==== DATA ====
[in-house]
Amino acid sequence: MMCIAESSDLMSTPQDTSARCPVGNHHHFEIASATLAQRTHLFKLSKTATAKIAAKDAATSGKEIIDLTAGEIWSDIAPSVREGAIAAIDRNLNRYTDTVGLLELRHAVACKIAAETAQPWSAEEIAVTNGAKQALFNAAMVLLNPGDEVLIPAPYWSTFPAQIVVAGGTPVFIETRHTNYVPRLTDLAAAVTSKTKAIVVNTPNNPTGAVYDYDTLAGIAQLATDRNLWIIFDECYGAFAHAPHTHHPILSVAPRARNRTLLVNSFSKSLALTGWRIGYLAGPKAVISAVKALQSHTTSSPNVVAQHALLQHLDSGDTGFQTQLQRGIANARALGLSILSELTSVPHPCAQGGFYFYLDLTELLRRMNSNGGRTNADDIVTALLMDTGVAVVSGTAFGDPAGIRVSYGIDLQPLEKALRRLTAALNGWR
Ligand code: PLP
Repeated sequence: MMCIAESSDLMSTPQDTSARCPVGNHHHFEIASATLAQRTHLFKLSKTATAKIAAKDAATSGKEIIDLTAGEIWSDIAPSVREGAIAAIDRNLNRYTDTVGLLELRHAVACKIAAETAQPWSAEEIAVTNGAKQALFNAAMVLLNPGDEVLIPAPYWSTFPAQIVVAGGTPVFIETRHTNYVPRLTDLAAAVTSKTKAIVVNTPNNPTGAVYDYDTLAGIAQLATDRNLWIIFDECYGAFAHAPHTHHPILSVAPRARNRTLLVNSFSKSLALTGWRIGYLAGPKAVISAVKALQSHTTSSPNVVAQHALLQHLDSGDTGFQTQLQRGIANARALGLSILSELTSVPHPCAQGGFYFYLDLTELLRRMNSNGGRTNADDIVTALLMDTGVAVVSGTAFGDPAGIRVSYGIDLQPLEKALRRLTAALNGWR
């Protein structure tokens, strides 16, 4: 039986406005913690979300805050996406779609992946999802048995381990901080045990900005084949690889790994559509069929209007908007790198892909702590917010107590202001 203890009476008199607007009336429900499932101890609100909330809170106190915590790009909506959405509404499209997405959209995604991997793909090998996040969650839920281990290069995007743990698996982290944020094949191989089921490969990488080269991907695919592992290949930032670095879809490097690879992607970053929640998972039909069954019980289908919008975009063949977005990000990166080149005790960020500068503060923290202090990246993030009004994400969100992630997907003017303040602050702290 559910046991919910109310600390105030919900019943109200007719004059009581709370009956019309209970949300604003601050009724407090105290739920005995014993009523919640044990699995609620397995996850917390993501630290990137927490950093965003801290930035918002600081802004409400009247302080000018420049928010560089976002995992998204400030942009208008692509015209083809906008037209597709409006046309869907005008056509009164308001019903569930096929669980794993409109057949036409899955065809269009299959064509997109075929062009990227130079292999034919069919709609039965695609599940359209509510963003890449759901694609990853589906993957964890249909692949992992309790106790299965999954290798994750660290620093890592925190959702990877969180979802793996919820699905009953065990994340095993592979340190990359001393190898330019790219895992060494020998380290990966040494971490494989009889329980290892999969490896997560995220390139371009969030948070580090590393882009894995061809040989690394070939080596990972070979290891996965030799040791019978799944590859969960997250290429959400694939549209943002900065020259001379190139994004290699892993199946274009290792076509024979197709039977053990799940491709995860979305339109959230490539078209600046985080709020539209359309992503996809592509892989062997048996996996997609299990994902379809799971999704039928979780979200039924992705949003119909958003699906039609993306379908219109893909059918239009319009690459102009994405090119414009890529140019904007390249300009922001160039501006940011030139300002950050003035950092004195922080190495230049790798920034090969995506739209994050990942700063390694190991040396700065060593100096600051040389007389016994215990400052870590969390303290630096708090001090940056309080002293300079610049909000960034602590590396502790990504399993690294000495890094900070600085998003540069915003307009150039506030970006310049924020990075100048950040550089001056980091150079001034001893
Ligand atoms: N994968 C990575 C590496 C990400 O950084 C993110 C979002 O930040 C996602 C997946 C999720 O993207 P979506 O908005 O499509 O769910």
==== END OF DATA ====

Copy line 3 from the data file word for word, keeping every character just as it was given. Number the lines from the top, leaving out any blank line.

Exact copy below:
Ligand code: PLP